This tells us nothing and everything at the same time.

Overall, this episode was the perfect continuation of the last season’s cliffhanger. It had references to things that had happened throughout the series, but it also just re-established the setting for the true Rick and Morty formula: Rick and Morty doing random crazy stuff because Rick’s a selfish prick.

JOKER’S THEORY CORNER

Alright, so I just pointed out that this episode ultimately removes any real selfless element of Rick’s sacrifice from the season 2 finale, but I actually don’t think that’s completely true. Let’s break down how Rick’s plan worked:

  1. Get captured.
  2. Get put in a brainalyzer with an agent who wants the formula for interdimensional transportation.
  3. Determine what brainalyzer you’re in by seeing how many times Jerry can fold himself.
  4. Use that information to determine what virus will give you control of the machine.
  5. Put your brain in the agent’s body.
  6. Get Level 9 access.
  7. Wreck Federation Economy.
S3E1 - 7Currency.png
… So, they don’t have English, but they use Arabic numbers? Also, this would not work.

Ultimately, this didn’t end up working out beyond step 5, because of Seal Team Ricks, but at the end of the plan, there didn’t seem to be any steps that would actually get his family back. His last conversation with Morty was that Morty would never forgive him for leaving. Without Morty and Summer being captured by the citadel, who incidentally become victims of Rick’s original plan, Rick might not have been able to get back into the family. Sure, Morty later said that he hadn’t ever really renounced Rick, but Rick isn’t exactly perfect at guessing Morty’s motivations (see: Morty shooting him in the head). Now, he was aware that everyone but Jerry was on his side before leaving, but that’s still a huge risk that he’s never going to see them again, which means that on some level he was at least trying to do something to make his family’s lives better at his own peril.

If you’re saying that he knew his plan to collapse the Federation would work, I counter with: Then why had he waited to do it? Rick has been against the Federation since the pilot, but it’s not until he has nothing left to lose that he finally does it. He’s willing to take the risk now because if he fails, his family is still better off.

So, yeah, the show snuck a little bit of character development into an episode against it. Well done.

LEAVING THE CORNER

Overall, I give this episode an

A

on the Rick and Morty scale.

Wubba-Lubba-Dub-Dub, I need a drink. See you in two weeks.

PREVIOUS – 21: The Wedding Squanchers

NEXT – 23: Rickmancing the Stone

If you want to check out some more by the Joker on the Sofa, check out the 100 Greatest TV Episodes of All Time or the Joker on the Sofa Reviews.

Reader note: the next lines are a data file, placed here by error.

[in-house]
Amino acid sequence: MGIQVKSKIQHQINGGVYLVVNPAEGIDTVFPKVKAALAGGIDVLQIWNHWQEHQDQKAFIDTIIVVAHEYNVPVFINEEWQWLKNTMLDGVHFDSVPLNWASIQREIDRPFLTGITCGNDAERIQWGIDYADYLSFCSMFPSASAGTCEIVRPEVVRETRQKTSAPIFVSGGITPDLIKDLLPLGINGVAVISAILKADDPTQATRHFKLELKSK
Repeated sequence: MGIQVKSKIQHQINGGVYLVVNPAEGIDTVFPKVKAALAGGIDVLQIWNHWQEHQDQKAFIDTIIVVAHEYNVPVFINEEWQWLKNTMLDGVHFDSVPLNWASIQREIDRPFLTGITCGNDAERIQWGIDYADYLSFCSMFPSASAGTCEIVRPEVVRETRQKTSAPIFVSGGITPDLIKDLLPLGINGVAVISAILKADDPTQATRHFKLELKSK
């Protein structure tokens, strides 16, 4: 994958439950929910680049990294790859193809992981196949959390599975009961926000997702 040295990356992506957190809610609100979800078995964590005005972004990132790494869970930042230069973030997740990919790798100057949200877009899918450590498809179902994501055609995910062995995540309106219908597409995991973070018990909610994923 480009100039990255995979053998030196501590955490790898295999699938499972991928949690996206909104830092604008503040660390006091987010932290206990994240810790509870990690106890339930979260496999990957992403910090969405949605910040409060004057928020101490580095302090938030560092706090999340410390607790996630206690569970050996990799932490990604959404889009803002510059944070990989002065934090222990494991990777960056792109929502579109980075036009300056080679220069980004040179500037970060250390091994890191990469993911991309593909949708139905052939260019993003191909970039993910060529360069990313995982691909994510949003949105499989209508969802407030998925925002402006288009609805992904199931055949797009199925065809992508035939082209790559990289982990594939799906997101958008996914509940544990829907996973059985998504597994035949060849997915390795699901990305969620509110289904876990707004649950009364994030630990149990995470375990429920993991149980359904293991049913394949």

If you enjoy these, please, like, share, tell your friends, like the Facebook page (https://www.facebook.com/JokerOnTheSofa/), follow on Twitter @JokerOnTheSofa, and just generally give me a little bump. I’m not getting paid, but I like to get feedback.

Rick and Mondays – S2E10 “The Wedding Squanchers”

The Second Season finale is packed with growth, betrayal, and birdseed!

SUMMARY

The Smith/Sanchez family are eating breakfast when a “courier flap” arrives with an invitation to Birdperson’s (Dan Harmon) wedding to Summer’s (Spencer Grammer) friend Tammy (Cassie Steele). Rick (Justin Roiland) doesn’t want to go, but he accidentally sends Jerry (Chris Parnell) to the wedding, forcing him to attend with Summer, Morty (Roiland), and Beth (Sarah Chalke). They arrive at the wedding and are greeted by Squanchy (Tom Kenny). The Smith family starts to mingle with the wedding guests while Rick is grouchy and bitter about everything. Beth tries to find out some information about Rick’s past from Birdperson, who indicates that Rick is a high-level fugitive. Morty tells Rick he needs to open himself up more.

S2EA - 1TammyRing.png
The birdperson ring is amazing.

Birdperson and Tammy get married and Rick, uncharacteristically, takes Morty’s advice and states that he’s going to open himself up to new experiences, giving a very nice toast to the couple. However, in response, Tammy reveals that she’s a deep-cover agent for the Galactic Federation and kills Birdperson. Rick detonates his portal gun to create a distraction and the family flees on a spaceship. Unable to return to Earth, Rick takes the family to a small planet.

S2EA - 2Killed.png
NOOOOOOOO!!!!!!! He will rise like a phoenix!!!

A few days later, Rick overhears Jerry talking to the family about turning Rick in. Everyone else is willing to sacrifice their lives in the name of keeping Rick around, but Jerry points out that Rick would never reciprocate. Rick then decides to surrender himself to the authorities so that his family can be sent back to Earth. Sensing this is going to happen, Morty tells Rick that he won’t forgive him for leaving again, but Rick still turns himself in, being imprisoned for “everything.” The family returns to Earth where Jerry is given a job by the Federation.

S2EA - 3Prison.png
And this was to “Hurt” by Nine Inch Nails. Amazing.

END SUMMARY